#1: What the Heck is a Laowai?

 

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Here it is, the inaugural episode of Looking for Laowai! Through interviews with a diverse range of people, your hosts Hannah and Toni ask: what is a “laowai”? We hear different opinions on the use of the term “laowai” from expatriates from Europe and the US, Chinese locals like Zhang Ximing, a street vendor at People’s Square, Professor Feng from Guangzhou University of Foreign Studies, and more.

Brought to you by the Looking for Laowai team — Hannah, Toni, Ali and Averill — we hope you enjoy listening to this episode as much as we enjoyed making it! Special thanks to Kathy, Christine, Mike M, and all our wonderful interviewees, who took the time to tell us their stories and share their thoughts.

Episode producer: Toni Friedman
Music credits: Sergio, freesound.org users: corsica-s, setuniman, kodack
Theme song: 4barrelcarb, “Ambient Strings and Synth Mix”

These works, licensed under the Creative Commons (CC BY 3.0), were changed from their original form and used in this podcast.
Creative Commons Attribution 3.0 (CC BY 3.0).

Get in touch and send us your stories by email, or leave us a review on iTunes, and stay up to date by subscribing to our newsletter and following our Facebook page. We love to hear from you!

Links:
Fat Shady, August, 2017. “瓜老外” (“Stupid Foreigners”). https://www.youtube.com/watch?v=ZIzSHvpMupw.

Further reading:
de Mente, Boye. The Chinese Have a Word for It: The Complete Guide to Chinese Thought and Culture. New York: McGraw Hill Professional, 2000.
Farrer, James. “Chapter 1, Foreigner Street: Urban Citizenship in Multicultural Shanghai,” in Multicultural Challenges and Redefining Identity in East Asia, ed. Nam-Kook Kim (London and New York: Routledge, 2014), 17-44.
Fechter, Anne and Katie Walsh. The New Expatriates: Postcolonial Approaches to Mobile Professionals. Oxford and New York: Routledge, 2012.
Lee, Keekok. Warp and Weft, Chinese Language and Culture. New York: Eloquent Books, 2008.
Mair, Victor. “Laowai: the old furriner.” http://languagelog.ldc.upenn.edu/nll/?p=11626. Language Log, April 9, 2014.

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Are you ready for Season 1?

Get ready for the first season of Looking for Laowai! Meet the team, Toni, Hannah, Ali, and Averill, and have a listen to just a few tidbits from the podcast. From foreigners who grew up in China, students trying to escape the laowai bubble… to an elderly Chinese man who really does not want his daughter to date a foreigner, we’re sharing the stories you’ve shared with us, and a whole lot more. Listen to the trailer here.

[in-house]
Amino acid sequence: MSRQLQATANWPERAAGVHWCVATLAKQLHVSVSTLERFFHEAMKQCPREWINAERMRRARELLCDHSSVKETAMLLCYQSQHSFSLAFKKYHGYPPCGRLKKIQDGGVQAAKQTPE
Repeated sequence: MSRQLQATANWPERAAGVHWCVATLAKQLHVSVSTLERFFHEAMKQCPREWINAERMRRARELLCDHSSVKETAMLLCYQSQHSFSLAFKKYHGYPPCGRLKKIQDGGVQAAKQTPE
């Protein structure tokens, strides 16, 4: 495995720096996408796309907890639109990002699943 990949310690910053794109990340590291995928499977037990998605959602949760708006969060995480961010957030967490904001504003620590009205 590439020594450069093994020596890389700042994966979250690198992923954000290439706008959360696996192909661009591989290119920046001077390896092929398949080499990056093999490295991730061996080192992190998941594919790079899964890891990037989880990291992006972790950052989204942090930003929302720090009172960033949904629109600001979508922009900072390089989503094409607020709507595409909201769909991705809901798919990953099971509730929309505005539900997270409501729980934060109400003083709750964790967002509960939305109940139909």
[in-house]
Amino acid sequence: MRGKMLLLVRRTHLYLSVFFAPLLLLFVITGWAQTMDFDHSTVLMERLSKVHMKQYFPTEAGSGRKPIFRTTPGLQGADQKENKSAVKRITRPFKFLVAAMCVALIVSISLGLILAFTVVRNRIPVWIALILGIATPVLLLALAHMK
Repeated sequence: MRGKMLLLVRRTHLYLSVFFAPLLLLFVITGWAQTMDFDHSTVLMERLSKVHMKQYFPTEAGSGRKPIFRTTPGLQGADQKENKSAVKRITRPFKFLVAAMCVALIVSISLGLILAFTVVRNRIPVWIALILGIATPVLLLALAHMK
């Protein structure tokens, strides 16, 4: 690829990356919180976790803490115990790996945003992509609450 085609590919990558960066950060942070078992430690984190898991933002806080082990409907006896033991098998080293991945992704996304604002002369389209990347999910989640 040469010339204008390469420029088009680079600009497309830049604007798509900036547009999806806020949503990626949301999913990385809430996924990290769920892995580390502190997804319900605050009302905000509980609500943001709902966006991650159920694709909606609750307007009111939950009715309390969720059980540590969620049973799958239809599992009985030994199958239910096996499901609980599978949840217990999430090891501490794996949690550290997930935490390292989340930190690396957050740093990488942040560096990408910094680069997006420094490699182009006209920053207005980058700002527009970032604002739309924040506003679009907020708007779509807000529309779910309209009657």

Explore this season’s episodes

Identity and relationships are the central themes in our stories in this first season. We interviewed a whole range of people, from laowai who’d just got off the plane, to locals whose families have been in Shanghai for generations, and compiled their personal stories into each episode.

  1. What the Heck is a Laowai?
    Experiences of learning what it means to be laowai, being labeled as laowai, and more.
  2. The Perks of Being a Laowai
    What are the benefits to being a laowai in China, and who gets access to those advantages?
  3. We Found Love in a Hopeless Place
    Stories about dating in Shanghai, particularly about the race and gender dynamics of dating.
  4. Chinese Face in a Chinese Place
    What’s it like to look Chinese but not be fully Chinese and live in China? Listen to the experiences of laowai of Chinese descent, half-Asian people, TCK, and more.
  5. The Evolution of a Laowai
    We talk to laowai who have been here for different lengths of time to see how the experience of being a laowai changes the longer you stay in China.
  6. Foreign Bodies in China
    How is the experience of being foreign-looking or having a foreign-sized body in China, and how does that impact someone’s experience?
  7. The Laowai Bubble
    It’s possible to live in Shanghai and not come in contact at all with “real China” – this episode is about exploring what that means and how that is even possible.
  8. How to Escape the Laowai Bubble
    How easy is it to integrate into Chinese society? We share the experiences of foreigners who have tried to immerse themselves in the Middle Kingdom, with various levels of success.
  9. The Revolving Door of Shanghai
    How does the temporary nature of expat stays influence your social life? Is it easy to make friends here? To keep friends?

Bonus Episode: Awkward Conversations with Cab Drivers
Ever have a strange conversation with a cab driver? With a random guy as they jostle you on the metro? This bonus episode takes a light-hearted look at all the fascinating interactions people have had in Shanghai.